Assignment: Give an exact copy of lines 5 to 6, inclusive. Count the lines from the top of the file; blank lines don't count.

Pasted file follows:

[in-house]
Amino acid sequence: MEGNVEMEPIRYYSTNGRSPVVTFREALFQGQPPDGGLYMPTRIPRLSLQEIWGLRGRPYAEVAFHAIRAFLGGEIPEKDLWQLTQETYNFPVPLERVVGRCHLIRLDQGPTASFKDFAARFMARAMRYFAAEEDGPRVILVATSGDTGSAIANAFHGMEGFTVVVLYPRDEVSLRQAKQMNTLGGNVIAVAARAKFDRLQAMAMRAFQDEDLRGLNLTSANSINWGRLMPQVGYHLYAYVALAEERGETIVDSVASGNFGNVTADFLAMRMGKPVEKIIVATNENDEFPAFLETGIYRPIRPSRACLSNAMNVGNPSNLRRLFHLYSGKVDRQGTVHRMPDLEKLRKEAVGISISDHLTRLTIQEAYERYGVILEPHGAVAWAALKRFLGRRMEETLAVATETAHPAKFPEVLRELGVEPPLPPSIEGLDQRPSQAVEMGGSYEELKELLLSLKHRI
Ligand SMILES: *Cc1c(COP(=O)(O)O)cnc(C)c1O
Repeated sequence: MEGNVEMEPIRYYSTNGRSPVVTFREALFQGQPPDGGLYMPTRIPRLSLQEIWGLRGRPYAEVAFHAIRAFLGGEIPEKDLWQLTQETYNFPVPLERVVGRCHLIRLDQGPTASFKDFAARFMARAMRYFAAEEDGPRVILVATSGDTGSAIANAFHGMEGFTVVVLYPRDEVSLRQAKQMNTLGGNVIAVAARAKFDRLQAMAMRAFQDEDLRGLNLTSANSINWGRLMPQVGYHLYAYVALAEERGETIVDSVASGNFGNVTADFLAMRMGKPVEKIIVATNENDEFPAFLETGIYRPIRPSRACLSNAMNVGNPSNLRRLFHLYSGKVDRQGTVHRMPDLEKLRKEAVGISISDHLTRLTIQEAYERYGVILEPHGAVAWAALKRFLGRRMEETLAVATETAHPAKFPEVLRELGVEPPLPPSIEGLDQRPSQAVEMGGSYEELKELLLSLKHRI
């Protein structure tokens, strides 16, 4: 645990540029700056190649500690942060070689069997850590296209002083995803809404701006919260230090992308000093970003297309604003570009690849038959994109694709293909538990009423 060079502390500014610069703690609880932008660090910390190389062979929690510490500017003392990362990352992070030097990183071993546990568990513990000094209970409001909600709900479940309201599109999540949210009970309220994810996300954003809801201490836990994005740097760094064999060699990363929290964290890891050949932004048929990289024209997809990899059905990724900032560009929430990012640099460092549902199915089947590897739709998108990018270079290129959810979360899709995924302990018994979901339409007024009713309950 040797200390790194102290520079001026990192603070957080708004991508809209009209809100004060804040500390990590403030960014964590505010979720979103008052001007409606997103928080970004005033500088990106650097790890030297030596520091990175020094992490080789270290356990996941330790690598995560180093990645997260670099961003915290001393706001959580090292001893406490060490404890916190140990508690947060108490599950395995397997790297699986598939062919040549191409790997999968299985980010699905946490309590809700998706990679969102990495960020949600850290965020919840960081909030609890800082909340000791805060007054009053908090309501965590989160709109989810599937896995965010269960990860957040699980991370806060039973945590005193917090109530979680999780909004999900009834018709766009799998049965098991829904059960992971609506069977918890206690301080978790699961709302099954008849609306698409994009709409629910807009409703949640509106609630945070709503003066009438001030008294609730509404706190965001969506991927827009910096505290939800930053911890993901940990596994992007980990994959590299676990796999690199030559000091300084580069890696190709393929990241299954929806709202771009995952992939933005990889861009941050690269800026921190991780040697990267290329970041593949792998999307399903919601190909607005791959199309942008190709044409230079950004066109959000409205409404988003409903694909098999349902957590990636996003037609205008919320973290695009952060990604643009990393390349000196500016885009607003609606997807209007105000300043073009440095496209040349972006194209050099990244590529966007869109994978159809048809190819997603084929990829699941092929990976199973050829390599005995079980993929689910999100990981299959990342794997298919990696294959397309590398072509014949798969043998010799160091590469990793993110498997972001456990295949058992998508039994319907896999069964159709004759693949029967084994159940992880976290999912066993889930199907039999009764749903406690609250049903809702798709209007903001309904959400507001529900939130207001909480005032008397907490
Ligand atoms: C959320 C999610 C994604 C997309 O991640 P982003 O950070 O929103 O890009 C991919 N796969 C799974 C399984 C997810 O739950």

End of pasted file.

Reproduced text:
């Protein structure tokens, strides 16, 4: 645990540029700056190649500690942060070689069997850590296209002083995803809404701006919260230090992308000093970003297309604003570009690849038959994109694709293909538990009423 060079502390500014610069703690609880932008660090910390190389062979929690510490500017003392990362990352992070030097990183071993546990568990513990000094209970409001909600709900479940309201599109999540949210009970309220994810996300954003809801201490836990994005740097760094064999060699990363929290964290890891050949932004048929990289024209997809990899059905990724900032560009929430990012640099460092549902199915089947590897739709998108990018270079290129959810979360899709995924302990018994979901339409007024009713309950 040797200390790194102290520079001026990192603070957080708004991508809209009209809100004060804040500390990590403030960014964590505010979720979103008052001007409606997103928080970004005033500088990106650097790890030297030596520091990175020094992490080789270290356990996941330790690598995560180093990645997260670099961003915290001393706001959580090292001893406490060490404890916190140990508690947060108490599950395995397997790297699986598939062919040549191409790997999968299985980010699905946490309590809700998706990679969102990495960020949600850290965020919840960081909030609890800082909340000791805060007054009053908090309501965590989160709109989810599937896995965010269960990860957040699980991370806060039973945590005193917090109530979680999780909004999900009834018709766009799998049965098991829904059960992971609506069977918890206690301080978790699961709302099954008849609306698409994009709409629910807009409703949640509106609630945070709503003066009438001030008294609730509404706190965001969506991927827009910096505290939800930053911890993901940990596994992007980990994959590299676990796999690199030559000091300084580069890696190709393929990241299954929806709202771009995952992939933005990889861009941050690269800026921190991780040697990267290329970041593949792998999307399903919601190909607005791959199309942008190709044409230079950004066109959000409205409404988003409903694909098999349902957590990636996003037609205008919320973290695009952060990604643009990393390349000196500016885009607003609606997807209007105000300043073009440095496209040349972006194209050099990244590529966007869109994978159809048809190819997603084929990829699941092929990976199973050829390599005995079980993929689910999100990981299959990342794997298919990696294959397309590398072509014949798969043998010799160091590469990793993110498997972001456990295949058992998508039994319907896999069964159709004759693949029967084994159940992880976290999912066993889930199907039999009764749903406690609250049903809702798709209007903001309904959400507001529900939130207001909480005032008397907490
Ligand atoms: C959320 C999610 C994604 C997309 O991640 P982003 O950070 O929103 O890009 C991919 N796969 C799974 C399984 C997810 O739950």